Whether users need training in a new operating system or improvements can be made to efficiency in current ways of working, user training in IT solutions is often overlooked by companies, badly put together or worse still, nonexistent. IT training is incredibly hard to pitch in an era of mixed technology expertise and in a subject area where others like to believe they are better informed than the trainer themselves. These together, plus other hurdles for IT trainers, make for a very tough job.
Technology is something we have no choice but to embrace – it is all around us – whether we’re old, young, male or female, technology is and will always be a part of our lives. In a business environment we rely on IT systems to drive our productivity and the margin that could make or break you against competitors is such a fine line – would you want to gamble it away by not properly educating your staff on how to use fundamental IT systems? I wouldn’t…
Mistake number 1: Ignoring the call for training. It’s very hard for business owners and decision makers to understand the importance of training – especially if they are very intuitive in terms of technology or already know how to use the system in question. Therefore, when justifying the need for it with the aforementioned, it has to be done carefully, authoritatively and most importantly with key benefits illustrated. Find some statistics about ROI, demonstrate something to them that they probably don’t know and bring some real-life examples to the table about how training would have helped in the past.
There is a harder argument against something when strong evidence is on display. Some of you may find its encouraging to take a user with you to the meeting to relay first-hand experiences about gaps in training. Also be realistic with how much time you propose to spend conducting the training sessions. Be ready to compromise but make it clear that training on average, takes 30% longer than estimated.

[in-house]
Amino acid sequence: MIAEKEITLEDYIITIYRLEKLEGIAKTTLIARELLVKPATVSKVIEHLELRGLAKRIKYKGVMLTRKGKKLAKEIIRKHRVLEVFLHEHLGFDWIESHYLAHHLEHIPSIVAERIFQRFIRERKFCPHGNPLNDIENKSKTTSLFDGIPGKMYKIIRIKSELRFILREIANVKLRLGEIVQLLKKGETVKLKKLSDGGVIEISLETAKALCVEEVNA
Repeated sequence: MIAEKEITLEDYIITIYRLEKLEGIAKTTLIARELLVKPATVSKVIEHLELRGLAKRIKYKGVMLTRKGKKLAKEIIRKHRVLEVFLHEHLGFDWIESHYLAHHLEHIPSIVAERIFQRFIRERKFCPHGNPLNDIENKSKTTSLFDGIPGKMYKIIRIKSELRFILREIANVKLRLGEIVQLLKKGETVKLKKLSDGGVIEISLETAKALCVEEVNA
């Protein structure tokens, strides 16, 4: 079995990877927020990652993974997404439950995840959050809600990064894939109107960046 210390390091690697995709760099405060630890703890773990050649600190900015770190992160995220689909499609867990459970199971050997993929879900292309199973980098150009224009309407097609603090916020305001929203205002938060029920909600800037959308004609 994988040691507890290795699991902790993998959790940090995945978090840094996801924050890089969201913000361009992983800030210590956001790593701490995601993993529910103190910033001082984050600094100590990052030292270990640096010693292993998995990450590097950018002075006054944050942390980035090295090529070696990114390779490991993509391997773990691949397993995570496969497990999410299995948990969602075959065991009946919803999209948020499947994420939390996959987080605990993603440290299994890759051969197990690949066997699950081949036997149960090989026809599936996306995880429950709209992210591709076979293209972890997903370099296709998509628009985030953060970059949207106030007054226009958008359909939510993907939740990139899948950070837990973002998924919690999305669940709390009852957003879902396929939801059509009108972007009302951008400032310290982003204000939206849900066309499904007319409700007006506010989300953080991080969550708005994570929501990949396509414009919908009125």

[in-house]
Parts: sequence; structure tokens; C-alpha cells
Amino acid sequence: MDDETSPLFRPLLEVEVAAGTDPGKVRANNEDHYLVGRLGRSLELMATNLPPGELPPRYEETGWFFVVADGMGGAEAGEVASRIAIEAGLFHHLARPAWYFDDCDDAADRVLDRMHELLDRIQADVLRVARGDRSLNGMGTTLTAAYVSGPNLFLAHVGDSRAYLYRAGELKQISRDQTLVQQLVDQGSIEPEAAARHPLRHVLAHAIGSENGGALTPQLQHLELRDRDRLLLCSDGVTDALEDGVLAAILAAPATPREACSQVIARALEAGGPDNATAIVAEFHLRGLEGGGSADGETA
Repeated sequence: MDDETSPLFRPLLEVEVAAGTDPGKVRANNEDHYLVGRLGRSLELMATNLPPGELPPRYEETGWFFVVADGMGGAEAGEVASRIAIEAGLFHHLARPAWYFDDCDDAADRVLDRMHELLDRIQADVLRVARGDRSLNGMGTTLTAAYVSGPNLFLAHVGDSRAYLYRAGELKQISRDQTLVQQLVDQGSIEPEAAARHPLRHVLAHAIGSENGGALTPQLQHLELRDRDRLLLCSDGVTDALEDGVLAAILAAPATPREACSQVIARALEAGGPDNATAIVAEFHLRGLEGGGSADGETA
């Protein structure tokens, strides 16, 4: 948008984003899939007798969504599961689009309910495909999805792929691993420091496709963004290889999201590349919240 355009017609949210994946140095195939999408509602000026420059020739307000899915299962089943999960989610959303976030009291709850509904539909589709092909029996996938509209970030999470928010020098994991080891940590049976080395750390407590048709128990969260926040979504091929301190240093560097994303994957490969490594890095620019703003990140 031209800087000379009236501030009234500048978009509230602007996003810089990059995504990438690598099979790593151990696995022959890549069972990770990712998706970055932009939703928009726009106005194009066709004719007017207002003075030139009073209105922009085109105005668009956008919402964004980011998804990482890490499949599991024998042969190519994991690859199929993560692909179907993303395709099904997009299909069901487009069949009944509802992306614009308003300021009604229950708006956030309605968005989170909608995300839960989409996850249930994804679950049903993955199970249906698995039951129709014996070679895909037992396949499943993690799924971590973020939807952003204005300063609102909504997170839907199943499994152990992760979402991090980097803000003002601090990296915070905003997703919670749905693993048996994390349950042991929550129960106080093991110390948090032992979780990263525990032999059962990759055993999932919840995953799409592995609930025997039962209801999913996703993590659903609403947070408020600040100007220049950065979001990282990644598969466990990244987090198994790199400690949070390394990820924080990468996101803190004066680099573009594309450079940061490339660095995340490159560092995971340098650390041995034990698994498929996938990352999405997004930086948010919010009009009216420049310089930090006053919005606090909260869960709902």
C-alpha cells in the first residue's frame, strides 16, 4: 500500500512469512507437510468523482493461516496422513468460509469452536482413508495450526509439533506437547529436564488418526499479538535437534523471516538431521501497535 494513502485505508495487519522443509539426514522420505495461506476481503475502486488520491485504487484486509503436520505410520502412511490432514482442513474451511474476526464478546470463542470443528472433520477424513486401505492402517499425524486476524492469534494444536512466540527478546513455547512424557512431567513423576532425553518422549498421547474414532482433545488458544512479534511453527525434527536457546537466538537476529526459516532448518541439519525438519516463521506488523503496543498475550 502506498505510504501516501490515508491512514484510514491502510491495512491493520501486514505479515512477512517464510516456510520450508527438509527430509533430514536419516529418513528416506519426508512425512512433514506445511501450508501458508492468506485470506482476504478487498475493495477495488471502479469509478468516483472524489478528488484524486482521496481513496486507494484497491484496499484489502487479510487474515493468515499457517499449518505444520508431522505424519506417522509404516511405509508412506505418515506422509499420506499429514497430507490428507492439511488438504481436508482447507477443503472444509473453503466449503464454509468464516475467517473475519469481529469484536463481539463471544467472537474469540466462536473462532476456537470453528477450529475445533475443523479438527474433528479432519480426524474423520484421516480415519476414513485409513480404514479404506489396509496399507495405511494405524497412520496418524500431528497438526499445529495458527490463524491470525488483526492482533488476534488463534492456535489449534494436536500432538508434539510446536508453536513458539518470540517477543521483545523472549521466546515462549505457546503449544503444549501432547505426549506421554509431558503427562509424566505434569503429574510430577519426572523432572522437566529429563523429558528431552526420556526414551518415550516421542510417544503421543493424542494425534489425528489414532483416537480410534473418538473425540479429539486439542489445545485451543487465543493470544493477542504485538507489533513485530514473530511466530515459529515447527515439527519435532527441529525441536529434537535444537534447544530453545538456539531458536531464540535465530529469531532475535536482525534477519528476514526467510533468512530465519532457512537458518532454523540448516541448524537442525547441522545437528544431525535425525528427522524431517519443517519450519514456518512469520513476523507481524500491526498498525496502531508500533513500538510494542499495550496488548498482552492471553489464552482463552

It is easy to misguide a decision maker on the scope of your proposed training. Sometimes people are using IT systems without a problem (in the eyes of the end-user) but training can be identified and provided to improve productivity with existing systems rather than teaching something new – allowing users to do more work in less time.
Mistake number 2: Inadequate training material. It is a scientific fact that people learn in different ways – reading, writing, listening, speaking and interacting. It’s imperative that a training session designed for a multitude of people with different learning styles and different abilities, is designed with a range of learning methods. Presentations are clearly an effective way of conveying useful information to people – but add twists to it rather than talk about a series of slides. Include videos from the internet, develop exercises for them to interact with and ask them questions. Get them to write down a question each at the start of a session and if it is not answered by the end, ask them to read it aloud.